Even with these breakthroughs in the understanding and management of malaria, the disease still posed major problems in later American operations abroad.
World War II was a particular case in point. From the Philippines to Sicily, malaria ravaged U.S. troops. In the South Pacific, the disease caused eight times more casualties (a term that describes both deaths and injuries) than did combat.
In desperation, the United States embarked on a search for antimalarial drugs, eventually settling on quinacrine, a compound that German chemists had invented in the early 1930s. Quinacrine (brand name Atabrine) was moderately effective and helped the Allies control malaria rates. Ultimately, however, problematic side effects forced the Army to develop alternatives. Soldiers who took quinacrine experienced headaches, nausea and vomiting, hallucinations, nightmares, and even psychosis. The drug—which was originally developed as an industrial dye—also had a tendency to turn their skin and eyes yellow.
As evidence emerged during the war demonstrating how common the negative effects of the drug could be, the military’s reaction foreshadowed how, decades later, it would respond to mefloquine. The military restricted information about the drug’s side effects for the duration of the war. A 1944 Navy Bureau of Medicine and Surgery newsletter—described by Nevin as a publication “containing information and signed official recommendations which should be considered doctrinal”—said only that “psychological disturbances occasionally appear” in users, and that the quinacrine could cause “mild excitement” and, rarely, “acute maniacal psychoses.”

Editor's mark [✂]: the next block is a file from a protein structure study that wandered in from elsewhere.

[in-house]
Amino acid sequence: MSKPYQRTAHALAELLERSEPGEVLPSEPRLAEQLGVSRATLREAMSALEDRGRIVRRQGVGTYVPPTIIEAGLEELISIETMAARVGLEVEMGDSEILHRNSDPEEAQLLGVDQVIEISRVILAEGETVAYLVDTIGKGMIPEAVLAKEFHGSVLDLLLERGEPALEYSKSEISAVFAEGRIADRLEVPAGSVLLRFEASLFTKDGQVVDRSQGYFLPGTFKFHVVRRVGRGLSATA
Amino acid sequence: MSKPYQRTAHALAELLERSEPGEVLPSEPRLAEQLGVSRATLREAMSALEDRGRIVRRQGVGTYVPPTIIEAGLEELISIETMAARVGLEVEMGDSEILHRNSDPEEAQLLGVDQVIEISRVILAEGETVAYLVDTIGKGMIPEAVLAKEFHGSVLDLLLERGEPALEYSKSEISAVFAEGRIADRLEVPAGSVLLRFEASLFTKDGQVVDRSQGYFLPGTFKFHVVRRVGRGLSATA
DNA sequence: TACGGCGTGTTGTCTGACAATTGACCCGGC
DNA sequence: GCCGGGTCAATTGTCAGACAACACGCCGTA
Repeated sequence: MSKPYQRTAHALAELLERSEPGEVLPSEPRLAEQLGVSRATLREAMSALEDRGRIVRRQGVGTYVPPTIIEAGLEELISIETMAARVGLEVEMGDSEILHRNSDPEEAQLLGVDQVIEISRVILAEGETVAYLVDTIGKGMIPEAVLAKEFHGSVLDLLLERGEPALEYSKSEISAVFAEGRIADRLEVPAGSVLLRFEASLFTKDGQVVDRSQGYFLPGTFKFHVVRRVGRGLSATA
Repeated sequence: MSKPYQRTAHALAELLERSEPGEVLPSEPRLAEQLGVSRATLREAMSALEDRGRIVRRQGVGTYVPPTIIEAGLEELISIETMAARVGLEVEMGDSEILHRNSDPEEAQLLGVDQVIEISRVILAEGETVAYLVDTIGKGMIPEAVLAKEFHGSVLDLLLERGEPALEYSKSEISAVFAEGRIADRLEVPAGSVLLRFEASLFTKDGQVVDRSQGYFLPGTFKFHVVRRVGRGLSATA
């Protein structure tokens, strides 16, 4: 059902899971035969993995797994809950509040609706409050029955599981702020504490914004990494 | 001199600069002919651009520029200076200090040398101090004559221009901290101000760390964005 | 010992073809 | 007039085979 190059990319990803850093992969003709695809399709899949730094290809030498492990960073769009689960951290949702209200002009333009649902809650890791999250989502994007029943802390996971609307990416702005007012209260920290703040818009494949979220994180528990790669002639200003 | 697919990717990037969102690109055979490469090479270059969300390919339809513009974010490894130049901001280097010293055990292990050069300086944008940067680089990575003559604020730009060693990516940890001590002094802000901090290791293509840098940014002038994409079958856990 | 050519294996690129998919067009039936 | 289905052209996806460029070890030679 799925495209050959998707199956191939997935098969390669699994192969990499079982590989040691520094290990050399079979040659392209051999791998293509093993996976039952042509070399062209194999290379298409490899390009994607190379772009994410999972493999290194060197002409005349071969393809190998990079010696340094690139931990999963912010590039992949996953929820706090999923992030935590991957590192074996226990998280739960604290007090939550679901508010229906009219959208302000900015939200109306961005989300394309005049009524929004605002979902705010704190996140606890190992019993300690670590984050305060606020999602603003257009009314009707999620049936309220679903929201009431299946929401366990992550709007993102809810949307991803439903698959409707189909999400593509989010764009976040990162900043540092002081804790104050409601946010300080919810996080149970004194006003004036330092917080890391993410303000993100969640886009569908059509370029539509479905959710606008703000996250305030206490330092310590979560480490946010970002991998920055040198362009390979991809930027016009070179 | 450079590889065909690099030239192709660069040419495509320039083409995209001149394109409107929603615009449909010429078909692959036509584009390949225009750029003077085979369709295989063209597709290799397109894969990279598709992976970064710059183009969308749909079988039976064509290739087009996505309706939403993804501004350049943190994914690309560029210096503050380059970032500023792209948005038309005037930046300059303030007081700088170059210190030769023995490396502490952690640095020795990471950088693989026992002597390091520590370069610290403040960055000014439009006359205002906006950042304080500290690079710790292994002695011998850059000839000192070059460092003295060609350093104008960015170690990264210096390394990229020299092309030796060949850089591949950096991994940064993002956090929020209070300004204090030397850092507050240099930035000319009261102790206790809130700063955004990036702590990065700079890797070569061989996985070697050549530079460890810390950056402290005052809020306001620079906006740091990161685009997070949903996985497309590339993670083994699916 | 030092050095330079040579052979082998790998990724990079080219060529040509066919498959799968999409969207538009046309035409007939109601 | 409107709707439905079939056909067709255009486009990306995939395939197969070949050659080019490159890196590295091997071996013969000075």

As the war ended and American GIs left malarious areas, the Army’s drug discovery program continued. By 1947, it produced an alternative called chloroquine. Although it was chemically related to quinine and quinacrine—all three belong to the family of quinoline derivatives that also includes mefloquine—it was thought to be safer and more effective than the other two.